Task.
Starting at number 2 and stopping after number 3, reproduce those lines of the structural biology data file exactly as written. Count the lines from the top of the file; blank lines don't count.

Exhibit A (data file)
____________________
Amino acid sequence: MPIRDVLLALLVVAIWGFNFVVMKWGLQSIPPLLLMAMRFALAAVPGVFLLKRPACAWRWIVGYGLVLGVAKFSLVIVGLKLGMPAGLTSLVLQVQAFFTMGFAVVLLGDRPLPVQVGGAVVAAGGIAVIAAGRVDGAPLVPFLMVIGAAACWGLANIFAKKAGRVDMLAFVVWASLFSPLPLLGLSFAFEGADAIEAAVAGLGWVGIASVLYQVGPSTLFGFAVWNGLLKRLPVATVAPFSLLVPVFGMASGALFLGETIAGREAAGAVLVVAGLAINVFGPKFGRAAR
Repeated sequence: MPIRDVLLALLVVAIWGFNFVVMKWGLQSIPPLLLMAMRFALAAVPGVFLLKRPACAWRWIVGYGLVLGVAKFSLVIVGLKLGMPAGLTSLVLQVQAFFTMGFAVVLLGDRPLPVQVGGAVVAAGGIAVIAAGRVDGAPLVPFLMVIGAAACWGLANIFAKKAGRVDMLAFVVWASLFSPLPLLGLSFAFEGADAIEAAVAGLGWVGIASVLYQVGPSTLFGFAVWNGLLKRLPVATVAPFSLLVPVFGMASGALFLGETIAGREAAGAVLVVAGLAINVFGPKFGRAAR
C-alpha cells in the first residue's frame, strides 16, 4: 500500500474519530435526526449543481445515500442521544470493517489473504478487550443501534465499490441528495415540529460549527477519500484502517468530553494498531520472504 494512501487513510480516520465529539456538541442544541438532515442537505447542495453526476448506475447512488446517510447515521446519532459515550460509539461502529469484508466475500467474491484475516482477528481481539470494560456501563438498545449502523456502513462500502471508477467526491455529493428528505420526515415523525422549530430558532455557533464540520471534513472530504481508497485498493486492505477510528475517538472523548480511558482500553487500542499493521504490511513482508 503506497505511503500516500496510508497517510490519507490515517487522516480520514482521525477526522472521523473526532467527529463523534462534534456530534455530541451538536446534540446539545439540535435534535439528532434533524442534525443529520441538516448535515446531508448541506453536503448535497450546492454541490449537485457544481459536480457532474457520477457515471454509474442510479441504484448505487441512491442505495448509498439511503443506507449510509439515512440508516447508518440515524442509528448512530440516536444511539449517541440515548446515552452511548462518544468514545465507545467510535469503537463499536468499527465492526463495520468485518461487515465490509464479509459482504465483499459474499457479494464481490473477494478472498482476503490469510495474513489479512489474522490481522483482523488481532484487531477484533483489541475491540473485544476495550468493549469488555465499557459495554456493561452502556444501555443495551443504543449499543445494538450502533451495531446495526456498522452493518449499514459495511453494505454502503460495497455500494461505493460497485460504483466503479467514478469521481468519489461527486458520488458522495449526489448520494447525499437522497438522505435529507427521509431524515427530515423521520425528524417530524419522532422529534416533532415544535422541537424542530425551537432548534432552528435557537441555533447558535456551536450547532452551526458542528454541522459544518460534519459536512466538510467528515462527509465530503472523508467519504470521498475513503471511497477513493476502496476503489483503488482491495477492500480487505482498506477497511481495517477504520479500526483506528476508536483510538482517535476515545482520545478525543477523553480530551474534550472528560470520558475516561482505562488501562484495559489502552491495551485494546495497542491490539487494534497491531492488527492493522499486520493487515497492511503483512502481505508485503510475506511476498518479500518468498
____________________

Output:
Repeated sequence: MPIRDVLLALLVVAIWGFNFVVMKWGLQSIPPLLLMAMRFALAAVPGVFLLKRPACAWRWIVGYGLVLGVAKFSLVIVGLKLGMPAGLTSLVLQVQAFFTMGFAVVLLGDRPLPVQVGGAVVAAGGIAVIAAGRVDGAPLVPFLMVIGAAACWGLANIFAKKAGRVDMLAFVVWASLFSPLPLLGLSFAFEGADAIEAAVAGLGWVGIASVLYQVGPSTLFGFAVWNGLLKRLPVATVAPFSLLVPVFGMASGALFLGETIAGREAAGAVLVVAGLAINVFGPKFGRAAR
C-alpha cells in the first residue's frame, strides 16, 4: 500500500474519530435526526449543481445515500442521544470493517489473504478487550443501534465499490441528495415540529460549527477519500484502517468530553494498531520472504 494512501487513510480516520465529539456538541442544541438532515442537505447542495453526476448506475447512488446517510447515521446519532459515550460509539461502529469484508466475500467474491484475516482477528481481539470494560456501563438498545449502523456502513462500502471508477467526491455529493428528505420526515415523525422549530430558532455557533464540520471534513472530504481508497485498493486492505477510528475517538472523548480511558482500553487500542499493521504490511513482508 503506497505511503500516500496510508497517510490519507490515517487522516480520514482521525477526522472521523473526532467527529463523534462534534456530534455530541451538536446534540446539545439540535435534535439528532434533524442534525443529520441538516448535515446531508448541506453536503448535497450546492454541490449537485457544481459536480457532474457520477457515471454509474442510479441504484448505487441512491442505495448509498439511503443506507449510509439515512440508516447508518440515524442509528448512530440516536444511539449517541440515548446515552452511548462518544468514545465507545467510535469503537463499536468499527465492526463495520468485518461487515465490509464479509459482504465483499459474499457479494464481490473477494478472498482476503490469510495474513489479512489474522490481522483482523488481532484487531477484533483489541475491540473485544476495550468493549469488555465499557459495554456493561452502556444501555443495551443504543449499543445494538450502533451495531446495526456498522452493518449499514459495511453494505454502503460495497455500494461505493460497485460504483466503479467514478469521481468519489461527486458520488458522495449526489448520494447525499437522497438522505435529507427521509431524515427530515423521520425528524417530524419522532422529534416533532415544535422541537424542530425551537432548534432552528435557537441555533447558535456551536450547532452551526458542528454541522459544518460534519459536512466538510467528515462527509465530503472523508467519504470521498475513503471511497477513493476502496476503489483503488482491495477492500480487505482498506477497511481495517477504520479500526483506528476508536483510538482517535476515545482520545478525543477523553480530551474534550472528560470520558475516561482505562488501562484495559489502552491495551485494546495497542491490539487494534497491531492488527492493522499486520493487515497492511503483512502481505508485503510475506511476498518479500518468498